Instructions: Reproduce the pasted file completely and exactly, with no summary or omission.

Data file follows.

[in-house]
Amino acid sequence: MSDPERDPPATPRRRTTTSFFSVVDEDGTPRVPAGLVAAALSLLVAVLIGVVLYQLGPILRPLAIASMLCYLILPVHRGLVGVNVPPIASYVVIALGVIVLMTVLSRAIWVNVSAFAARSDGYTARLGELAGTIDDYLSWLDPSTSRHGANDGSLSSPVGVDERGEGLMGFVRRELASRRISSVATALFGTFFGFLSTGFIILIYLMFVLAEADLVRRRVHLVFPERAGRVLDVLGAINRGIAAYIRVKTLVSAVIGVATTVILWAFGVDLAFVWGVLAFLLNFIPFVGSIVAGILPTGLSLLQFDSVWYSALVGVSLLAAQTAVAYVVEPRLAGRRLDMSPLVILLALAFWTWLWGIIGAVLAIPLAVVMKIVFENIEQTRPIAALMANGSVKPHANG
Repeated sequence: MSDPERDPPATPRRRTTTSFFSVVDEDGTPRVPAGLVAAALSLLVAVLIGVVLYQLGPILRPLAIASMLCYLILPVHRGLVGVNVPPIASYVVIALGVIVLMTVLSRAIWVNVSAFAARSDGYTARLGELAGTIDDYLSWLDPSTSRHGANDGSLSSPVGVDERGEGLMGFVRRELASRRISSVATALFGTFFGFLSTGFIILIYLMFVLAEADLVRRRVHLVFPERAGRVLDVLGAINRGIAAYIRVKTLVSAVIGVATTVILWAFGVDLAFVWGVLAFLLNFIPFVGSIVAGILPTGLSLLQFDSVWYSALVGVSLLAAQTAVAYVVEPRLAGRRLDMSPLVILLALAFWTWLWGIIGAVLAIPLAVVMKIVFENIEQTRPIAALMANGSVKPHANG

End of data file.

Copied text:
[in-house]
Amino acid sequence: MSDPERDPPATPRRRTTTSFFSVVDEDGTPRVPAGLVAAALSLLVAVLIGVVLYQLGPILRPLAIASMLCYLILPVHRGLVGVNVPPIASYVVIALGVIVLMTVLSRAIWVNVSAFAARSDGYTARLGELAGTIDDYLSWLDPSTSRHGANDGSLSSPVGVDERGEGLMGFVRRELASRRISSVATALFGTFFGFLSTGFIILIYLMFVLAEADLVRRRVHLVFPERAGRVLDVLGAINRGIAAYIRVKTLVSAVIGVATTVILWAFGVDLAFVWGVLAFLLNFIPFVGSIVAGILPTGLSLLQFDSVWYSALVGVSLLAAQTAVAYVVEPRLAGRRLDMSPLVILLALAFWTWLWGIIGAVLAIPLAVVMKIVFENIEQTRPIAALMANGSVKPHANG
Repeated sequence: MSDPERDPPATPRRRTTTSFFSVVDEDGTPRVPAGLVAAALSLLVAVLIGVVLYQLGPILRPLAIASMLCYLILPVHRGLVGVNVPPIASYVVIALGVIVLMTVLSRAIWVNVSAFAARSDGYTARLGELAGTIDDYLSWLDPSTSRHGANDGSLSSPVGVDERGEGLMGFVRRELASRRISSVATALFGTFFGFLSTGFIILIYLMFVLAEADLVRRRVHLVFPERAGRVLDVLGAINRGIAAYIRVKTLVSAVIGVATTVILWAFGVDLAFVWGVLAFLLNFIPFVGSIVAGILPTGLSLLQFDSVWYSALVGVSLLAAQTAVAYVVEPRLAGRRLDMSPLVILLALAFWTWLWGIIGAVLAIPLAVVMKIVFENIEQTRPIAALMANGSVKPHANG